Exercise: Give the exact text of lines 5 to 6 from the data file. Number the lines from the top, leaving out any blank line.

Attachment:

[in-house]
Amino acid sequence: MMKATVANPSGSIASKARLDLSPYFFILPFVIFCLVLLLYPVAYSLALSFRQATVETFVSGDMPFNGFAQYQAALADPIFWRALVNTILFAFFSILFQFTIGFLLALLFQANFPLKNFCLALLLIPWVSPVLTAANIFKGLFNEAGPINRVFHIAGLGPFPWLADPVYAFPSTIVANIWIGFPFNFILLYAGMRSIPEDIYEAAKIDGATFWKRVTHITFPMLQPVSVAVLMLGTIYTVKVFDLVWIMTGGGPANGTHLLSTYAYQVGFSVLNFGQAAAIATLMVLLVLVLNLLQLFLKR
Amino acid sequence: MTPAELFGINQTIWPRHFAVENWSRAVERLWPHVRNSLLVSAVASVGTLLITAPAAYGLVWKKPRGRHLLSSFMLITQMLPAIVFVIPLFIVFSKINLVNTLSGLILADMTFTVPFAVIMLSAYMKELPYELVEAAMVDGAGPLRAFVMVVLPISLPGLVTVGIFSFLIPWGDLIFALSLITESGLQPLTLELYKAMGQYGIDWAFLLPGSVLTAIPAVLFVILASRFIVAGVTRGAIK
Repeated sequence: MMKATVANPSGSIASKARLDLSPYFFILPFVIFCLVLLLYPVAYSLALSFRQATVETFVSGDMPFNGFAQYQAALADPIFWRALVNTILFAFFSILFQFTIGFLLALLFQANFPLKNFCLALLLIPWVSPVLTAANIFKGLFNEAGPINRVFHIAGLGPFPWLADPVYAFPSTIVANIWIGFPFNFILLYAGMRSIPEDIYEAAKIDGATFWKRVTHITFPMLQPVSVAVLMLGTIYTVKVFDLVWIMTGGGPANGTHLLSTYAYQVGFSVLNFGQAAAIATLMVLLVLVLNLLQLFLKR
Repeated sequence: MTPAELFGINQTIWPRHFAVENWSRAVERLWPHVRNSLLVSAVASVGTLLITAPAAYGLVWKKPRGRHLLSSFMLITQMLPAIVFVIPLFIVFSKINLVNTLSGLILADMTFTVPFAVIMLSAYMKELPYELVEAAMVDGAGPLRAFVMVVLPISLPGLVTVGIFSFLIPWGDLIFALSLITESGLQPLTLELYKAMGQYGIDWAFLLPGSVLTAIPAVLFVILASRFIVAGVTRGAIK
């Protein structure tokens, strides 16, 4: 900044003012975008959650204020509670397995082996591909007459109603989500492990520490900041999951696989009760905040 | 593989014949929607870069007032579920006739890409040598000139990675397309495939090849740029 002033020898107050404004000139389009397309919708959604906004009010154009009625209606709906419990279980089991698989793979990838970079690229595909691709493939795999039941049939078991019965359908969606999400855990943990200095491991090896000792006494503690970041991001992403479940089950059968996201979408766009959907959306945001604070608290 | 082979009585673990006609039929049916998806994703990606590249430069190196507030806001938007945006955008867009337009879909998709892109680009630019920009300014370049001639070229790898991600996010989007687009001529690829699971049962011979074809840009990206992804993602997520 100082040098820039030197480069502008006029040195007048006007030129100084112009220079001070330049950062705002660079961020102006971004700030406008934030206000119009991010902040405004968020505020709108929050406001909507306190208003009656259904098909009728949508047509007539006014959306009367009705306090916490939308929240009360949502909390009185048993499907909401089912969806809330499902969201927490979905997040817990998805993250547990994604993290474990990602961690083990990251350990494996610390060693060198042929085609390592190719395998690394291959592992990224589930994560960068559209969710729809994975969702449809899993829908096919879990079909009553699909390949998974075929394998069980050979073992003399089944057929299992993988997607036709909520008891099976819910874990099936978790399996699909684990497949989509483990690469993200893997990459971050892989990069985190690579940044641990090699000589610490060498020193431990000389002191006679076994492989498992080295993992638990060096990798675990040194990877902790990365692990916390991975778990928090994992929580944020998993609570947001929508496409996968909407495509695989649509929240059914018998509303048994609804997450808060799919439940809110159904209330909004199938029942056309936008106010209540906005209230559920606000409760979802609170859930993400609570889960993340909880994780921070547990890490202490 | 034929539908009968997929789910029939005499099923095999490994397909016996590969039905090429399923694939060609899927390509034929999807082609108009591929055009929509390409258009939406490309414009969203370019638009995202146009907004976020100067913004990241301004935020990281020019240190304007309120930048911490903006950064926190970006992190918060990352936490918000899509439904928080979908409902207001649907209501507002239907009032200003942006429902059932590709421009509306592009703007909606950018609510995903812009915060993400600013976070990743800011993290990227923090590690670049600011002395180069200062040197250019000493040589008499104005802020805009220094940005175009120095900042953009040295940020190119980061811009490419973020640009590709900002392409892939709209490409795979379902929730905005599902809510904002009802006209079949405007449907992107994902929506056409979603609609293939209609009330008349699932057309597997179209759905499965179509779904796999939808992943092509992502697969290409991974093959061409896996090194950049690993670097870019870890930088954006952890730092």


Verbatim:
Repeated sequence: MTPAELFGINQTIWPRHFAVENWSRAVERLWPHVRNSLLVSAVASVGTLLITAPAAYGLVWKKPRGRHLLSSFMLITQMLPAIVFVIPLFIVFSKINLVNTLSGLILADMTFTVPFAVIMLSAYMKELPYELVEAAMVDGAGPLRAFVMVVLPISLPGLVTVGIFSFLIPWGDLIFALSLITESGLQPLTLELYKAMGQYGIDWAFLLPGSVLTAIPAVLFVILASRFIVAGVTRGAIK
């Protein structure tokens, strides 16, 4: 900044003012975008959650204020509670397995082996591909007459109603989500492990520490900041999951696989009760905040 | 593989014949929607870069007032579920006739890409040598000139990675397309495939090849740029 002033020898107050404004000139389009397309919708959604906004009010154009009625209606709906419990279980089991698989793979990838970079690229595909691709493939795999039941049939078991019965359908969606999400855990943990200095491991090896000792006494503690970041991001992403479940089950059968996201979408766009959907959306945001604070608290 | 082979009585673990006609039929049916998806994703990606590249430069190196507030806001938007945006955008867009337009879909998709892109680009630019920009300014370049001639070229790898991600996010989007687009001529690829699971049962011979074809840009990206992804993602997520 100082040098820039030197480069502008006029040195007048006007030129100084112009220079001070330049950062705002660079961020102006971004700030406008934030206000119009991010902040405004968020505020709108929050406001909507306190208003009656259904098909009728949508047509007539006014959306009367009705306090916490939308929240009360949502909390009185048993499907909401089912969806809330499902969201927490979905997040817990998805993250547990994604993290474990990602961690083990990251350990494996610390060693060198042929085609390592190719395998690394291959592992990224589930994560960068559209969710729809994975969702449809899993829908096919879990079909009553699909390949998974075929394998069980050979073992003399089944057929299992993988997607036709909520008891099976819910874990099936978790399996699909684990497949989509483990690469993200893997990459971050892989990069985190690579940044641990090699000589610490060498020193431990000389002191006679076994492989498992080295993992638990060096990798675990040194990877902790990365692990916390991975778990928090994992929580944020998993609570947001929508496409996968909407495509695989649509929240059914018998509303048994609804997450808060799919439940809110159904209330909004199938029942056309936008106010209540906005209230559920606000409760979802609170859930993400609570889960993340909880994780921070547990890490202490 | 034929539908009968997929789910029939005499099923095999490994397909016996590969039905090429399923694939060609899927390509034929999807082609108009591929055009929509390409258009939406490309414009969203370019638009995202146009907004976020100067913004990241301004935020990281020019240190304007309120930048911490903006950064926190970006992190918060990352936490918000899509439904928080979908409902207001649907209501507002239907009032200003942006429902059932590709421009509306592009703007909606950018609510995903812009915060993400600013976070990743800011993290990227923090590690670049600011002395180069200062040197250019000493040589008499104005802020805009220094940005175009120095900042953009040295940020190119980061811009490419973020640009590709900002392409892939709209490409795979379902929730905005599902809510904002009802006209079949405007449907992107994902929506056409979603609609293939209609009330008349699932057309597997179209759905499965179509779904796999939808992943092509992502697969290409991974093959061409896996090194950049690993670097870019870890930088954006952890730092």